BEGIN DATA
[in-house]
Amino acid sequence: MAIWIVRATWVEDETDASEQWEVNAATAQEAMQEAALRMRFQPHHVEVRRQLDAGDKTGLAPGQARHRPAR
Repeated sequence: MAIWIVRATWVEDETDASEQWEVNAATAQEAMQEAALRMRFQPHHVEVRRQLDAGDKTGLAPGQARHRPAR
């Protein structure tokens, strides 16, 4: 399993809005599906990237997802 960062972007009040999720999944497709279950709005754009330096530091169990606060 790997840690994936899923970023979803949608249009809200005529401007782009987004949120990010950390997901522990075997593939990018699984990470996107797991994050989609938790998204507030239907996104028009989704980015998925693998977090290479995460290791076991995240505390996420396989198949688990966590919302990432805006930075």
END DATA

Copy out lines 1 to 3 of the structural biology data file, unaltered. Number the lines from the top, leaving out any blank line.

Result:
[in-house]
Amino acid sequence: MAIWIVRATWVEDETDASEQWEVNAATAQEAMQEAALRMRFQPHHVEVRRQLDAGDKTGLAPGQARHRPAR
Repeated sequence: MAIWIVRATWVEDETDASEQWEVNAATAQEAMQEAALRMRFQPHHVEVRRQLDAGDKTGLAPGQARHRPAR